Video Unplugged

Video Unplugged

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Written By Eric Sandler

By Troy Dreier

November 07, 2007

Meru offers easy access to video over WLAN.

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Video is exploding in popularity on the Internet, and video services are also gaining momentum on corporate or institutional networks. But video poses its own special difficulties that can make streaming large files and getting different applications to work together a challenge. That’s why Meru Networks, which creates wireless LAN solutions for enterprise, has just unveiled its Video Unplugged initiative for its customers.

The Video Unplugged initiative began with customer requests for video service recommendations for programs that would run smoothly over Meru WLANs. Customers wanted Meru to recommend tools for videoconferencing, video surveillance, and other video tasks that would be easy to install and that would run smoothly out of the box.

As a response, Meru began its own testing program with video applications over its 802.11n draft 2.0 wireless networks. Meru’s virtual cell networks are already optimized for voice applications, avoiding switching and latency issues by running on one channel. That unified approach helps with video delivery, as well.Services partners that wish to be included in the Video Unplugged initiative need to apply to Meru and then have their products certified over the company’s networks. With this debut, Meru is announcing the first two recommended services. LifeSize, which makes videoconferencing solutions for large audiences, and Video Furnace, which offers enterprise video streaming, are the two inaugural members. Meru expects to announce several more partners in the near future, including a video surveillance company. Somewhere between five and ten new partners are now in the testing pipeline.

The idea behind the Video Unplugged initiative, according to Girish Bhat, Meru’s director of enterprise solutions, is to “build an ecosystem for video wireless solutions.” As the program grows, existing Meru customers will have access to a variety of proven video solutions. Pricing for LifeSize video conferencing will start at $5,995, which includes equipment for two locations. There are no additional monthly costs for LifeSize service. An entry level system with Video Furnace costs $7,000 per channel, with no monthly costs.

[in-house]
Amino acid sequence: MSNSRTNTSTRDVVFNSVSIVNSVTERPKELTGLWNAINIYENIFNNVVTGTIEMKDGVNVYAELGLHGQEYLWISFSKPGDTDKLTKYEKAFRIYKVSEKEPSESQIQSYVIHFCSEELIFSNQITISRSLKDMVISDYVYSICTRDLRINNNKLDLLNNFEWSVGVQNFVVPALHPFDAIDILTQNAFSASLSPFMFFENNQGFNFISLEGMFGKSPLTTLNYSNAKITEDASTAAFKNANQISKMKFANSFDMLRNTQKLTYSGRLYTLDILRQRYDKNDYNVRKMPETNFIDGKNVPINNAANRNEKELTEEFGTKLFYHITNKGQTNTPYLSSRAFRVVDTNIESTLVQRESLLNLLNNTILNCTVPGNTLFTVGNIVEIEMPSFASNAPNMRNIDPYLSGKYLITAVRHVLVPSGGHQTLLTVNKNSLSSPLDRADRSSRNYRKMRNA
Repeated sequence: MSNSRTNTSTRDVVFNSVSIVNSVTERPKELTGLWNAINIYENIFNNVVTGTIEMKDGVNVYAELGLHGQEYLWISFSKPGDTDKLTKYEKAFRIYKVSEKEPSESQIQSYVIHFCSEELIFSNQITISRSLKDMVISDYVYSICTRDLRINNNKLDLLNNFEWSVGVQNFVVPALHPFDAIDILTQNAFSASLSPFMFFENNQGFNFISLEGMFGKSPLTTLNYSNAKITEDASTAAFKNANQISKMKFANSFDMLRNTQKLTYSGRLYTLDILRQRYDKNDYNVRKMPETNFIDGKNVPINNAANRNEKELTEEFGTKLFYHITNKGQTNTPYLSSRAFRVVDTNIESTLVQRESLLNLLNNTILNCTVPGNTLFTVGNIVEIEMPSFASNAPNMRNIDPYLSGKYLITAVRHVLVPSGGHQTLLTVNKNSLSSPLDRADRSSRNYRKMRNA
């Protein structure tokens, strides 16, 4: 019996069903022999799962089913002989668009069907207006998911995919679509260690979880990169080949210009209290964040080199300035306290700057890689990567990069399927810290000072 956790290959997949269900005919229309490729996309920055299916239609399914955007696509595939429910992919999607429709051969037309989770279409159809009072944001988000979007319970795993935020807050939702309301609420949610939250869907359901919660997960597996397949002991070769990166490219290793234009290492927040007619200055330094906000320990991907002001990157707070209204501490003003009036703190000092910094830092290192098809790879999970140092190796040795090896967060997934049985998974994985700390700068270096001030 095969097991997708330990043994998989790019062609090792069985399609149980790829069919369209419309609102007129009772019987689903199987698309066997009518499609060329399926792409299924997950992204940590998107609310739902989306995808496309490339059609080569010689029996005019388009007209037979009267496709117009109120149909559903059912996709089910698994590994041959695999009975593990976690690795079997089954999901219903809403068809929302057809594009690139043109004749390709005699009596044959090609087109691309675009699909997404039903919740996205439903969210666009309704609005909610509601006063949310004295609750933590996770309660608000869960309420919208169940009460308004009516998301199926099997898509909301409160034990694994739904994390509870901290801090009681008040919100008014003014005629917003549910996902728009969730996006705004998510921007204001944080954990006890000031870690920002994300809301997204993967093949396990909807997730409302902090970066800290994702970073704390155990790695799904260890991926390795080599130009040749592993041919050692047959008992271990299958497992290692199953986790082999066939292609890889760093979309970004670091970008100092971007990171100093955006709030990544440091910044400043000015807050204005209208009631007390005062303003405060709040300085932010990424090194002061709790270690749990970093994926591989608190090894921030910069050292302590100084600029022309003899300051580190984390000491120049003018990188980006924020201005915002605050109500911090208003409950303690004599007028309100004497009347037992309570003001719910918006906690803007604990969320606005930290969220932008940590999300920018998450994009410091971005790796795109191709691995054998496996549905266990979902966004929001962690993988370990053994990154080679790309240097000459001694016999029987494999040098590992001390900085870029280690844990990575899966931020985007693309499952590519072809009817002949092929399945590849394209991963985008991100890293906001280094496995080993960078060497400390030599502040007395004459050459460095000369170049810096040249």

The company currently has over 1,000 WLAN customers, 60 percent of which are in the education or health care fields. The rest include retail, industrial, and enterprise customers.

Already, Meru has noticed that 30 to 40 percent of the traffic over its networks is from video streaming applications. With that number sure to rise, the need is obvious for easy, seamless video solutions.

The Video Unplugged initiative follows the success of Meru’s similar VOIP Unplugged program. As with Video Unplugged, Meru sought out and tested VOIP vendors, which were then recommended to Meru customers.

With both programs, customers are free to pick applications that are outside the program and run them over their networks. The unplugged programs don’t place any restrictions over which video or VOIP programs customers can run the applications; the programs only recommend solutions that are proven to install quickly and run smoothly.

Meru networks WLANs are sold through channel re-sellers. Price depends on the size of the network installation, but Meru’s Enterprise Access Points start at a list price of $450 and the Controllers list at $1695. For additional information, go to

Troy is a regular contributor to Web Video Universe, PDA Street, Intranet Journal, and Laptop Magazine. He also writes a weekly consumer technology column, which is published in the Jersey Journal newspaper and distributed by the Newhouse News Service. His first book, CNET Do-It-Yourself Home Video Projects: 24 Cool Things You Didn’t Know You Could Do, was published by McGraw-Hill in August 2007.

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